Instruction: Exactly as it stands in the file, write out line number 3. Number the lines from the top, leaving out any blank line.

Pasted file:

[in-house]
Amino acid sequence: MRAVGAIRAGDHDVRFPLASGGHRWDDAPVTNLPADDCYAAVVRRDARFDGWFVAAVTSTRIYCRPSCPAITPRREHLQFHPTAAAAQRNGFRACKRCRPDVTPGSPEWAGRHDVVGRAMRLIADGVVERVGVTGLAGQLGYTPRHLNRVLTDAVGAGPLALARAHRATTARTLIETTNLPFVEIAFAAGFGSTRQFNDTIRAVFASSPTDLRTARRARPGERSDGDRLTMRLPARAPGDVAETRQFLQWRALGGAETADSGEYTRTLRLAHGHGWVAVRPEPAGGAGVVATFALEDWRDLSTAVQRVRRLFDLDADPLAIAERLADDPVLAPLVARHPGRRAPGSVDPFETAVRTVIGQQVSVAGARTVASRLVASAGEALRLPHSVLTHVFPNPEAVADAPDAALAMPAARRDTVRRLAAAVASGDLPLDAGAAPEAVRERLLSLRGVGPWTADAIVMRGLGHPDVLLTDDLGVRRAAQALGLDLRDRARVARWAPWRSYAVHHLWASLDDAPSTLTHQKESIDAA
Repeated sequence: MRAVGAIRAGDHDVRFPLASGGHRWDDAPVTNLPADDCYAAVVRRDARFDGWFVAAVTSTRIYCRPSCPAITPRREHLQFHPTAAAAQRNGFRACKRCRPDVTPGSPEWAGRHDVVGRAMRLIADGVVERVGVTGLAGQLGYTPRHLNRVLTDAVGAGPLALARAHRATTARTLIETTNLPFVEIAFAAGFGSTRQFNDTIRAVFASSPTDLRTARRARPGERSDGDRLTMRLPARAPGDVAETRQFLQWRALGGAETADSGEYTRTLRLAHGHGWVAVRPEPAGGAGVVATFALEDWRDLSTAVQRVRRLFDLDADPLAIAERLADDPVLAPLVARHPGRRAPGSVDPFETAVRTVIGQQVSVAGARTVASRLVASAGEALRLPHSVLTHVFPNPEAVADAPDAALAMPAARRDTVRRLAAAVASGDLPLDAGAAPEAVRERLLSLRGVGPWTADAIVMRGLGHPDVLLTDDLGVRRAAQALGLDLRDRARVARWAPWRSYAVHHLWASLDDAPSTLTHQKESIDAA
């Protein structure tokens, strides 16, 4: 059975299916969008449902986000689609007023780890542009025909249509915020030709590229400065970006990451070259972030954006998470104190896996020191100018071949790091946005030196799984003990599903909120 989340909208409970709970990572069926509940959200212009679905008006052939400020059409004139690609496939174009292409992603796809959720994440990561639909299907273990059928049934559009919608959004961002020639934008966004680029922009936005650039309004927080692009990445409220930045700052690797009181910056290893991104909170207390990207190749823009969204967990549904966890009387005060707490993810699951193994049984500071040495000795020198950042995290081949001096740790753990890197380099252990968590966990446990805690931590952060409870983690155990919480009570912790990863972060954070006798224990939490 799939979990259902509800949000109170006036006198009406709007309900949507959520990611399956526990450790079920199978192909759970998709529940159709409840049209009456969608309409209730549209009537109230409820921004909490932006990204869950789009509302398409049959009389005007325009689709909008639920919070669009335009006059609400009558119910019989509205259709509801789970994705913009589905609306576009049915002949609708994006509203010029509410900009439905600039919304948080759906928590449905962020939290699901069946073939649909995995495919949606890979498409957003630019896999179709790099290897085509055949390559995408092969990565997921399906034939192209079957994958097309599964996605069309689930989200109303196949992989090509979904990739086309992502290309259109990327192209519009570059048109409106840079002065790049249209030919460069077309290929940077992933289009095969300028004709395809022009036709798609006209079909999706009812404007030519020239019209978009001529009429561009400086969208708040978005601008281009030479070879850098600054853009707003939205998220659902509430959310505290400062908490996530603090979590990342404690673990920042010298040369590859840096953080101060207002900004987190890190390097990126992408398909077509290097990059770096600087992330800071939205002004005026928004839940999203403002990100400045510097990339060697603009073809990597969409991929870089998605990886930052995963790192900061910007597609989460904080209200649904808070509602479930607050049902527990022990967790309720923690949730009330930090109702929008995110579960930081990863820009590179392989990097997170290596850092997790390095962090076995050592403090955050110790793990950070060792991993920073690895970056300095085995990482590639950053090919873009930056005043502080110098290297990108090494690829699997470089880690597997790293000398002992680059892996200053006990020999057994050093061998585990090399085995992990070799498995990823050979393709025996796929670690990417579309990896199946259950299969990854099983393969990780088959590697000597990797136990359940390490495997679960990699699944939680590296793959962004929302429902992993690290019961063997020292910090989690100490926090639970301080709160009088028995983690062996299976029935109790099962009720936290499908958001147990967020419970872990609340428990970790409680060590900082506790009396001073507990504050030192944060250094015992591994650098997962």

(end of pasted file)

Repeated sequence: MRAVGAIRAGDHDVRFPLASGGHRWDDAPVTNLPADDCYAAVVRRDARFDGWFVAAVTSTRIYCRPSCPAITPRREHLQFHPTAAAAQRNGFRACKRCRPDVTPGSPEWAGRHDVVGRAMRLIADGVVERVGVTGLAGQLGYTPRHLNRVLTDAVGAGPLALARAHRATTARTLIETTNLPFVEIAFAAGFGSTRQFNDTIRAVFASSPTDLRTARRARPGERSDGDRLTMRLPARAPGDVAETRQFLQWRALGGAETADSGEYTRTLRLAHGHGWVAVRPEPAGGAGVVATFALEDWRDLSTAVQRVRRLFDLDADPLAIAERLADDPVLAPLVARHPGRRAPGSVDPFETAVRTVIGQQVSVAGARTVASRLVASAGEALRLPHSVLTHVFPNPEAVADAPDAALAMPAARRDTVRRLAAAVASGDLPLDAGAAPEAVRERLLSLRGVGPWTADAIVMRGLGHPDVLLTDDLGVRRAAQALGLDLRDRARVARWAPWRSYAVHHLWASLDDAPSTLTHQKESIDAA